Anti-fracking activist banned from Pennsylvania land heads to court
HARRISBURG, Pa., March 24
HARRISBURG, Pa., March 24 (Reuters) - An anti-fracking activist is set to ask a Pennsylvania judge on Monday to lift an injunction that bars her from her local hospital, grocery and other properties that sit atop vast lands leased by a Texas-based company for shale gas extraction.
A five-month-old injunction prohibits Vera Scroggins, 63, of Brackney, Pennsylvania, from setting foot onto 40 percent of Susquehanna County that is leased by Cabot Oil and Gas.
At Monday's hearing in Susquehanna County Court of Common Pleas in Montrose, Pennsylvania, Scroggins and her lawyers from the Pennsylvania ACLU and Public Citizen in Washington, D.C., will argue that the injunction was legally flawed, unconstitutional, and set a dangerous precedent by making much of the region where she lives off limits.
Judge Kenneth Seamans, who issued the injunction in October at the request of Cabot, will rule on the request.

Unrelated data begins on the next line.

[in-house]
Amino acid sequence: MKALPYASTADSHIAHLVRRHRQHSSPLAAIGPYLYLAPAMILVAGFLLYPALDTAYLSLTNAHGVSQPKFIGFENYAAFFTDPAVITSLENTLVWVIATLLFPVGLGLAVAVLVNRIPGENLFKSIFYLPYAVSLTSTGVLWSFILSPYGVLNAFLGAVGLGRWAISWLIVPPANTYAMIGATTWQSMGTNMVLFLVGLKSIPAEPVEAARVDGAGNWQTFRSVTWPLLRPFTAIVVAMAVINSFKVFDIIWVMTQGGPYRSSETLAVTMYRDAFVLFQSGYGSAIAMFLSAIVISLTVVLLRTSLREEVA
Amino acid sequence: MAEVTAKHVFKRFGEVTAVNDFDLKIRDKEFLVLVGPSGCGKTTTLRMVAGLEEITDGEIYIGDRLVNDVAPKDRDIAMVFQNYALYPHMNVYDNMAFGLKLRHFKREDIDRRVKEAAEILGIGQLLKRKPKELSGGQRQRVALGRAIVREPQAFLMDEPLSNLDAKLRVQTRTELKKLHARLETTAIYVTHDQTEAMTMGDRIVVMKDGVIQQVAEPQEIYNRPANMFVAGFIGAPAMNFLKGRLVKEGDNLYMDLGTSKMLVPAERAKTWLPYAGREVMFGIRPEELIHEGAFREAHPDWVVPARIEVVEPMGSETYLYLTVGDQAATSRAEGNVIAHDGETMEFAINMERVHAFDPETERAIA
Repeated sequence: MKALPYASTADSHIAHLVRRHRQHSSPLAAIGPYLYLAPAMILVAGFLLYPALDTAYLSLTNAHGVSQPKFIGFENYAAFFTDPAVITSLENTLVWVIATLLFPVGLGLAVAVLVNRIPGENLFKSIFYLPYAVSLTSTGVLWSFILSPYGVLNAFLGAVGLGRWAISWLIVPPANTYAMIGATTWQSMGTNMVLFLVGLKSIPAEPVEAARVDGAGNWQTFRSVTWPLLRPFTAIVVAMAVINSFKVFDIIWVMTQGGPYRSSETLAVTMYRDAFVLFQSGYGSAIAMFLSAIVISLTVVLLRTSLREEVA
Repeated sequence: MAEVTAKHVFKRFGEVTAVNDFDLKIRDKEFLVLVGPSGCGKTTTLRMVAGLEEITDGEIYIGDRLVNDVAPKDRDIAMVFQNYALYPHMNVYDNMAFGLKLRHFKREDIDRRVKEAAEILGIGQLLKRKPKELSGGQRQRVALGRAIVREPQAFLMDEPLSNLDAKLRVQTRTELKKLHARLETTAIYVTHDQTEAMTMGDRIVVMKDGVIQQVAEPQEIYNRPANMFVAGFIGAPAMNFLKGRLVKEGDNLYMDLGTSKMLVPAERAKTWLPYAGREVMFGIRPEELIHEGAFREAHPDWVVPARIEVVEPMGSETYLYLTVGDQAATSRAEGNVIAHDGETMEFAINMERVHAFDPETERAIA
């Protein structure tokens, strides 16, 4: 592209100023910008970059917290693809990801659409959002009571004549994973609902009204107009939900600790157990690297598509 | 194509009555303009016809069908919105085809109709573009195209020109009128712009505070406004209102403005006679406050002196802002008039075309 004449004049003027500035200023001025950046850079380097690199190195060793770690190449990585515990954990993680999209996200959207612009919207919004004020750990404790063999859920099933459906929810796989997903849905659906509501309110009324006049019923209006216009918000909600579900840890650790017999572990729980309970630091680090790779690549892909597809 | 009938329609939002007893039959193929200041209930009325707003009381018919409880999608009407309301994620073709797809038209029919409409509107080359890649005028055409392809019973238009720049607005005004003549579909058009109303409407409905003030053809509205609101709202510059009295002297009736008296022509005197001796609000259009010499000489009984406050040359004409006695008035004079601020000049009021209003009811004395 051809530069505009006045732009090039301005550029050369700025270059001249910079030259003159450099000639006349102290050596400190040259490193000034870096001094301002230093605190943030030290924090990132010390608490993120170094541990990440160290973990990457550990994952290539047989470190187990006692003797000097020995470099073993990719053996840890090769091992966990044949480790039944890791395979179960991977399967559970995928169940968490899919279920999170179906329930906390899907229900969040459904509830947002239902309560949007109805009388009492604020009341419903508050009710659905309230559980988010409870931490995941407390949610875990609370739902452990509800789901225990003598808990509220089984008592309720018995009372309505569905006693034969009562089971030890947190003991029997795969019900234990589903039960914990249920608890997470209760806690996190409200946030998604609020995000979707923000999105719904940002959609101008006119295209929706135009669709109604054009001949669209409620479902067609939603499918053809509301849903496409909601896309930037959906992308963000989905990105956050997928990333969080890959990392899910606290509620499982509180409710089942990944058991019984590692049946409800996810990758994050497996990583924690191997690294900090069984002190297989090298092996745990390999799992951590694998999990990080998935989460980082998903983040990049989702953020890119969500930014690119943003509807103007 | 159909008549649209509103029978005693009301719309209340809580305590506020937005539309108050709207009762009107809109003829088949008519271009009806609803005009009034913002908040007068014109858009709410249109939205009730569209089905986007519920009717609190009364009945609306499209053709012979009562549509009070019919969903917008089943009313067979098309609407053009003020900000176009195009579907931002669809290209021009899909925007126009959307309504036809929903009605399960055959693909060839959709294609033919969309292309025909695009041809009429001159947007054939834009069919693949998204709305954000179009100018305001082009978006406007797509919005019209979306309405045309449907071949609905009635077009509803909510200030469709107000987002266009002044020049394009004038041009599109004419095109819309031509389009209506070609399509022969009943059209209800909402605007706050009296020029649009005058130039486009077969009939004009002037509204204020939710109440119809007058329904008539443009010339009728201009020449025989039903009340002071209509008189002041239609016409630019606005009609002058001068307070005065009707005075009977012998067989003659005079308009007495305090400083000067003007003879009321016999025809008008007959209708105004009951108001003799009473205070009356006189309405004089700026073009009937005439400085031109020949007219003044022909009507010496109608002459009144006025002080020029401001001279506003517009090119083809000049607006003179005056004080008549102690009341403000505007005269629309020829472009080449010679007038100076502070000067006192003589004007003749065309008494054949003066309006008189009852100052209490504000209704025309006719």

"In the company's view, the right to extract gas also includes the right to control the movements of an individual protesting the company's activities," Scroggins said in court documents. "In short, the right to extract gas is, according to the company, also the right to banish."
Scroggins is known for recording anti-fracking video footage, some of which was used in "Gasland," an Oscar-nominated documentary by Josh Fox.
Fracking is the controversial process of injecting water, chemicals, and sand into the underground shale formation to extract oil and gas. It has brought about a gas boom in recent years in northeastern Pennsylvania, but also concerns about its impact on the environment.
According to Cabot, Scroggins engaged in at least 11 incidents of trespassing to make her anti-fracking videos or lead tours, one of which included the participation of celebrities Susan Sarandon, Yoko Ono, and Sean Lennon.
Cabot spokesman George Stark said the company is open to a modification of the injunction limiting it to actual gas facilities and the roads leading to them.
"Cabot's primary concern is with operational sites where safety issues are concerned," he said, adding that Cabot supports freedom of expression.
(Editing by Barbara Goldberg)